The prohibition is also difficult to enforce. The most recent effort by the Internal Revenue Service to crack down on electioneering, the report pointedly observes, has produced penalties against a minuscule share of tax-exempt organizations, including churches. The rules are so complex that investigations of possible violations are usually long and costly.
The report concludes that the burdensome rules on nonprofit campaigning should be changed to resemble the rules on nonprofit lobbying—permitting an “insubstantial” amount of campaign spending—or that nonprofit campaigning should be regulated via federal election laws, which limit contributions, not expenditures.
This is not an obvious conclusion, since charitable organizations have found ways to conduct campaign activities within the present law. The report is silent, for example, about groups that have advocacy status under Section 501(c)(4), which can be affiliated with churches or other Section 501(c)(3) organizations and can participate extensively in political campaigns as long as such activity is not their “primary purpose.”
Election activities by advocacy groups have increased substantially in recent years.
Nor does the report say much about “Section 527” political-action groups, which can actively campaign. Those groups cannot be affiliated with churches or other charities but can be organized and supported by members of such charities.
However, contributions to 501(c)(4) advocacy groups and 527 groups are not tax-deductible; that may be the real reason why lifting the ban on charity campaigning is attractive to advocates of more nonprofit political activity. If donors get can get a tax break for their political gifts, they’ll be even more likely to give than they are now.
Thus, those who believe nonprofits currently do not do enough politicking out of fear of violating current restrictions are likely to agree with the report.
Those who see election activities by 501(c)(3) groups—especially religious ones—as campaigning subsidized by tax-deductible contributions are apt to oppose a change that may enable these groups to become more involved in the political process.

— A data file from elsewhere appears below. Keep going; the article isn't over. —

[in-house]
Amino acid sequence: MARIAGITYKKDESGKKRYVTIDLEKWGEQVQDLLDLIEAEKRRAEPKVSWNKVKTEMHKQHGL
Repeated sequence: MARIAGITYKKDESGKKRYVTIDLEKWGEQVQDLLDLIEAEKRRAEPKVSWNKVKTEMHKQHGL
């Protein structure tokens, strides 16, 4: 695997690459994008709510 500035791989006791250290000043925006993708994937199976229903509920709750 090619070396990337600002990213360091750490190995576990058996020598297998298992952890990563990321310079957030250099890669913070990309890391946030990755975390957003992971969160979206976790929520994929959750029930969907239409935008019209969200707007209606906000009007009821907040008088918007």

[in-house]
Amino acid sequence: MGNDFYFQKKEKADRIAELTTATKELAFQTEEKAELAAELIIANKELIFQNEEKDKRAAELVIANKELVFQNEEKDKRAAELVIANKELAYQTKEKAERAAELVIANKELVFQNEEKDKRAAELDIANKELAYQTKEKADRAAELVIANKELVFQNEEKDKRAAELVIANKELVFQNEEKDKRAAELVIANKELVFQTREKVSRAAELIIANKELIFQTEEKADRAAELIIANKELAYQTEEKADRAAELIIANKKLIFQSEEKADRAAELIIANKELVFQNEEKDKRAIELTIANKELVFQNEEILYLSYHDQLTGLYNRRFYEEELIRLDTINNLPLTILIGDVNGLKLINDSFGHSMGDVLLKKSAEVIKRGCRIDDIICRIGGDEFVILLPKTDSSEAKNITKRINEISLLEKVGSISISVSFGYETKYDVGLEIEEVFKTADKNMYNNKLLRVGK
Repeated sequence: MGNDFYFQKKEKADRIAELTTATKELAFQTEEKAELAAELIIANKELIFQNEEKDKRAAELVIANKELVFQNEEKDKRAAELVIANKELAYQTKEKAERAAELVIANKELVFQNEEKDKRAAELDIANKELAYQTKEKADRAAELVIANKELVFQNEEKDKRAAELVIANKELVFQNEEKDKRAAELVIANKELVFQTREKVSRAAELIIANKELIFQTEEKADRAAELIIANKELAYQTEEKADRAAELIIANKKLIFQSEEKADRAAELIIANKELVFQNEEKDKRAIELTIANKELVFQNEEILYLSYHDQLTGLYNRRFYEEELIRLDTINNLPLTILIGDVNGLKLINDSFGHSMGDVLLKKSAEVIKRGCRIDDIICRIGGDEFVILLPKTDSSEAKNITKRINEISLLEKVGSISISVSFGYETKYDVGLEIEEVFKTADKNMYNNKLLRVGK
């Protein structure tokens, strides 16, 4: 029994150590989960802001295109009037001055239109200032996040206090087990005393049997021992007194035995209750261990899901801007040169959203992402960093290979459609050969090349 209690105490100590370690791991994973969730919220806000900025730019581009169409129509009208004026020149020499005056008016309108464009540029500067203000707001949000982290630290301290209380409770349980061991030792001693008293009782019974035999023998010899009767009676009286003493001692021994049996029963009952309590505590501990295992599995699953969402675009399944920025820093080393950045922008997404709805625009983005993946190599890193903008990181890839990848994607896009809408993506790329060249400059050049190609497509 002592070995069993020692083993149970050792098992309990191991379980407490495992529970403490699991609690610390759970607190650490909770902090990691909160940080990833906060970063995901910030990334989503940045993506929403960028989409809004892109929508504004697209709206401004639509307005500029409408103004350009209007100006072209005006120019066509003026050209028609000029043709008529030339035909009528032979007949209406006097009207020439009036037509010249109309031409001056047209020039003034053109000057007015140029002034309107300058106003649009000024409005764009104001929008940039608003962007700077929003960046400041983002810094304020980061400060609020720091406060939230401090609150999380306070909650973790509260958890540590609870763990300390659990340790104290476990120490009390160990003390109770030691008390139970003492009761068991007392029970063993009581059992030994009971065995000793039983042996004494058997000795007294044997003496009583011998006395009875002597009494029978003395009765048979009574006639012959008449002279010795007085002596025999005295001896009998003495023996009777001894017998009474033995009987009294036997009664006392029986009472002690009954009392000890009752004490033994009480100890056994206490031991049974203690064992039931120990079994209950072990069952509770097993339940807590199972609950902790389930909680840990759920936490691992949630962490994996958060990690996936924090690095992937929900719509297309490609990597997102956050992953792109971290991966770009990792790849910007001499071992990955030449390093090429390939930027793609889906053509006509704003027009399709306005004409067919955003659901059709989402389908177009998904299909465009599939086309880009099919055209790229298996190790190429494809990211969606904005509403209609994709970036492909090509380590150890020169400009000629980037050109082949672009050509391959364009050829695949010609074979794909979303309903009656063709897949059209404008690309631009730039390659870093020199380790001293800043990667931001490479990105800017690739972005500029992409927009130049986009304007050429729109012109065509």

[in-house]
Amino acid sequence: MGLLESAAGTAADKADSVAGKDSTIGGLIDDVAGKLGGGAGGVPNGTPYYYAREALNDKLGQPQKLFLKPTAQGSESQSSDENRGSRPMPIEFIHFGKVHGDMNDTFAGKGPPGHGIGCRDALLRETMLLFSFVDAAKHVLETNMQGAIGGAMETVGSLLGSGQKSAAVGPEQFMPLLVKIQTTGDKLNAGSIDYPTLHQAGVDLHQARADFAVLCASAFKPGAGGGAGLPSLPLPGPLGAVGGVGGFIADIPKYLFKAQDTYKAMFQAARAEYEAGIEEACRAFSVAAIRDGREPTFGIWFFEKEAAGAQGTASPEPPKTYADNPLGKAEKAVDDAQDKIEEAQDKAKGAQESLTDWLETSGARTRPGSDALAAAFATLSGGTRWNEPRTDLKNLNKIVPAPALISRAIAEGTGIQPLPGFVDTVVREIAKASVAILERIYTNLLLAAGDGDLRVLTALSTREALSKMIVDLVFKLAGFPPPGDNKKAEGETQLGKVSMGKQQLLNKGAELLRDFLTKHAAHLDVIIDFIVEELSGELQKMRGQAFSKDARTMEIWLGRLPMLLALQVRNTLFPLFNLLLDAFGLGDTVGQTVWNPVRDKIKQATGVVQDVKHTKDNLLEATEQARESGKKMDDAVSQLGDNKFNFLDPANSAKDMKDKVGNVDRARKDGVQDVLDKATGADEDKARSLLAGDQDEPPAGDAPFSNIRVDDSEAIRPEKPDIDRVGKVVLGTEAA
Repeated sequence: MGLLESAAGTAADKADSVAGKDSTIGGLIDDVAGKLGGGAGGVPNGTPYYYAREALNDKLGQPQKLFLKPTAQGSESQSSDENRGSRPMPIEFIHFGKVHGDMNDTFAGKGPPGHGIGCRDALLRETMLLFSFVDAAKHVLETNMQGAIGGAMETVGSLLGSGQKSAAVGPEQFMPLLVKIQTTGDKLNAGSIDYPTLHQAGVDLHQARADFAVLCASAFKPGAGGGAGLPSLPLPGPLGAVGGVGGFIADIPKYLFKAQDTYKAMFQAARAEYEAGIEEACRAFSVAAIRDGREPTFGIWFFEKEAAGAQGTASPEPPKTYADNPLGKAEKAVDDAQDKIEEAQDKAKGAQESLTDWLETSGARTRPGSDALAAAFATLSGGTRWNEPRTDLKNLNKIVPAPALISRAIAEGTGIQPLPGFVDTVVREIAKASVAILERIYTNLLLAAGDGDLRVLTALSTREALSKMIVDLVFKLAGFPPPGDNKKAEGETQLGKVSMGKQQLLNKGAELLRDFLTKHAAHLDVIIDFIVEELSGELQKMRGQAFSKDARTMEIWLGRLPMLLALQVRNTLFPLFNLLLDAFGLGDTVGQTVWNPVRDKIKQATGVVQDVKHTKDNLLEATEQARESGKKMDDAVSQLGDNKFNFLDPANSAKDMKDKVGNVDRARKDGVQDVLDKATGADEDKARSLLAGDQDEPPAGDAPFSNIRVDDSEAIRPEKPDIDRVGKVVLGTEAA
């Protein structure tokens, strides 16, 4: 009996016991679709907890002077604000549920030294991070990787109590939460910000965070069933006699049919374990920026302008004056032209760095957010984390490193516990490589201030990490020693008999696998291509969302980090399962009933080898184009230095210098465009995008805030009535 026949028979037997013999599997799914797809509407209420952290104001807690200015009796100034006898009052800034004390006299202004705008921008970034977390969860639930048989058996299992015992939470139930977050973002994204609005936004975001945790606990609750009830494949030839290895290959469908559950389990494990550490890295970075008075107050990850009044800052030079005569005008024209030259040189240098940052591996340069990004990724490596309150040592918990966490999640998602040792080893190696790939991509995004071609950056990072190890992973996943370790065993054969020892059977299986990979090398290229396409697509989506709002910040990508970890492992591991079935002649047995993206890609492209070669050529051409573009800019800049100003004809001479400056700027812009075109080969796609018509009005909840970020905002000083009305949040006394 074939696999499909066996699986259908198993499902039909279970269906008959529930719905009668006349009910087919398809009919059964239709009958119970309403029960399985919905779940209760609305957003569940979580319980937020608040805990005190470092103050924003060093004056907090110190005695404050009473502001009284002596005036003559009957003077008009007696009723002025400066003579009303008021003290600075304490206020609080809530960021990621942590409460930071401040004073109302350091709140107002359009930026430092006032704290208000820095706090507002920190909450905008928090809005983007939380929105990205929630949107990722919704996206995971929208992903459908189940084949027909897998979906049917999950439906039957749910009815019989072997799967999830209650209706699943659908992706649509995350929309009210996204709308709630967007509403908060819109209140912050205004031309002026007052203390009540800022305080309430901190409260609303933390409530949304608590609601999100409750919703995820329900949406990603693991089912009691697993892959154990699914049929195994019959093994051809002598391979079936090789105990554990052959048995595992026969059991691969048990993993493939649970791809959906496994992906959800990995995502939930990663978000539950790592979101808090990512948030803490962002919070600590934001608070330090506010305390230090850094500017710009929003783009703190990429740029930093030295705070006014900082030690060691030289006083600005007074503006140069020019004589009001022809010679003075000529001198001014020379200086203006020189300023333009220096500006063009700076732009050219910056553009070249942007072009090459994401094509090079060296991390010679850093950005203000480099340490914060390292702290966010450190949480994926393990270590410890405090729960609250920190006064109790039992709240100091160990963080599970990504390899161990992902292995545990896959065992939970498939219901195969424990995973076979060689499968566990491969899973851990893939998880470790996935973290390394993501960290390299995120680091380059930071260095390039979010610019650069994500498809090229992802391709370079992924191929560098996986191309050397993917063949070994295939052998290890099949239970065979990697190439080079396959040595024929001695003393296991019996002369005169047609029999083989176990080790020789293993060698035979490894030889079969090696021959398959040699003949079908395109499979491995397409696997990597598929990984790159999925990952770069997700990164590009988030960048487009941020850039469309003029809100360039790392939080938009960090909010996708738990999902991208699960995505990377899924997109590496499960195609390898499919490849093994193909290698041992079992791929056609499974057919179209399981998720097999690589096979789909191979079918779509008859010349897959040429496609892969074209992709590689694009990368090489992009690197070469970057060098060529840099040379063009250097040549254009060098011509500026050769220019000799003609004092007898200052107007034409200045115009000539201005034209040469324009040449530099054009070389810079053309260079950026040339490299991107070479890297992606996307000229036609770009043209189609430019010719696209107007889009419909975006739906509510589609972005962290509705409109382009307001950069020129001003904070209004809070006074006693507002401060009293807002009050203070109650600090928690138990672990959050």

If Senator Grassley’s recommendations for change are adopted, we can expect even more electioneering by and through nonprofits next year. But the price to be paid for such change could be steep.
As the report notes, it is now accepted that the law may limit contributions to groups involved in political campaigns. There are no such limits on donations to charitable groups. If charities are allowed to campaign, will we see efforts to restrict the amount an individual or corporation can give them? Already such proposals have been floated to restrict donations to 501(c)(4) organizations.
Similarly, since Citizens United, lawmakers have been asked to require all groups participating in federal elections to disclose their donors’ names; indeed, the Supreme Court implicitly endorsed this idea. If the ban on charity campaigning is lifted, will charitable organizations eventually be forced to reveal the names of their donors? Such disclosure could jeopardize their ability to back controversial causes in ways other than through elections.
Senator Grassley is right in saying that existing rules are poorly enforced. But rather than simply proposing to allow nonprofit campaigning, the report would have done better—as it did in dealing with the other issues it reviewed—to insist that televangelists, churches, and other groups behave more like the charities they purport to be.
Suzanne Garment, a visiting professor at Indiana University, and Leslie Lenkowksy, a professor there, are writing a book on philanthropy and public policy. Mr. Lenkowsky is regular contributor to The Chronicle’s opinion section.